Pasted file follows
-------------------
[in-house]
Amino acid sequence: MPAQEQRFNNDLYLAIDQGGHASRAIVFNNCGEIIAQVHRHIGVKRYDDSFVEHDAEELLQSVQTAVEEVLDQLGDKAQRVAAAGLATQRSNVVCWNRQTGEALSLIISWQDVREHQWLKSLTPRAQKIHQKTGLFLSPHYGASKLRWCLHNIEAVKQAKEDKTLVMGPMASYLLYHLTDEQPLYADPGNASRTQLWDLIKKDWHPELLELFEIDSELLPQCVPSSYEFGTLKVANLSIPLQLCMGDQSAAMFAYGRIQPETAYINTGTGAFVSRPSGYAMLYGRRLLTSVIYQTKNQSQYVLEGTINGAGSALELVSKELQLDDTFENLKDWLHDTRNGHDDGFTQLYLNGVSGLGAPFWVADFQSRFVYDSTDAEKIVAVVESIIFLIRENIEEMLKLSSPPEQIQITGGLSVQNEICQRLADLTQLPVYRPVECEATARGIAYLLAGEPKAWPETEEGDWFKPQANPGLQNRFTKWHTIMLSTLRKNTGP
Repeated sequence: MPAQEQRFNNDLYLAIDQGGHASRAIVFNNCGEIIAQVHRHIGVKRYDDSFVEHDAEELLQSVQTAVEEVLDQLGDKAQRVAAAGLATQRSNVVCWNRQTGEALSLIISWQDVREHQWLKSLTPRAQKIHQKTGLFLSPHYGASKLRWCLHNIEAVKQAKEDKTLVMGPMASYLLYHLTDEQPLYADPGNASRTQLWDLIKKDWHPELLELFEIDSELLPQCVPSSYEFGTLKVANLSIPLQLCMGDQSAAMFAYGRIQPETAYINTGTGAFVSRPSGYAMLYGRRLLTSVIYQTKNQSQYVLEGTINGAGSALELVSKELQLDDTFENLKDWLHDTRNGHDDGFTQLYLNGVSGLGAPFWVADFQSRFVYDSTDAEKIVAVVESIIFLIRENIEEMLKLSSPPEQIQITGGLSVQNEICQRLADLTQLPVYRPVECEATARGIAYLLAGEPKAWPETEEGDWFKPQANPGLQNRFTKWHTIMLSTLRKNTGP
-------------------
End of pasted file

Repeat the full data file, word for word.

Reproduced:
[in-house]
Amino acid sequence: MPAQEQRFNNDLYLAIDQGGHASRAIVFNNCGEIIAQVHRHIGVKRYDDSFVEHDAEELLQSVQTAVEEVLDQLGDKAQRVAAAGLATQRSNVVCWNRQTGEALSLIISWQDVREHQWLKSLTPRAQKIHQKTGLFLSPHYGASKLRWCLHNIEAVKQAKEDKTLVMGPMASYLLYHLTDEQPLYADPGNASRTQLWDLIKKDWHPELLELFEIDSELLPQCVPSSYEFGTLKVANLSIPLQLCMGDQSAAMFAYGRIQPETAYINTGTGAFVSRPSGYAMLYGRRLLTSVIYQTKNQSQYVLEGTINGAGSALELVSKELQLDDTFENLKDWLHDTRNGHDDGFTQLYLNGVSGLGAPFWVADFQSRFVYDSTDAEKIVAVVESIIFLIRENIEEMLKLSSPPEQIQITGGLSVQNEICQRLADLTQLPVYRPVECEATARGIAYLLAGEPKAWPETEEGDWFKPQANPGLQNRFTKWHTIMLSTLRKNTGP
Repeated sequence: MPAQEQRFNNDLYLAIDQGGHASRAIVFNNCGEIIAQVHRHIGVKRYDDSFVEHDAEELLQSVQTAVEEVLDQLGDKAQRVAAAGLATQRSNVVCWNRQTGEALSLIISWQDVREHQWLKSLTPRAQKIHQKTGLFLSPHYGASKLRWCLHNIEAVKQAKEDKTLVMGPMASYLLYHLTDEQPLYADPGNASRTQLWDLIKKDWHPELLELFEIDSELLPQCVPSSYEFGTLKVANLSIPLQLCMGDQSAAMFAYGRIQPETAYINTGTGAFVSRPSGYAMLYGRRLLTSVIYQTKNQSQYVLEGTINGAGSALELVSKELQLDDTFENLKDWLHDTRNGHDDGFTQLYLNGVSGLGAPFWVADFQSRFVYDSTDAEKIVAVVESIIFLIRENIEEMLKLSSPPEQIQITGGLSVQNEICQRLADLTQLPVYRPVECEATARGIAYLLAGEPKAWPETEEGDWFKPQANPGLQNRFTKWHTIMLSTLRKNTGP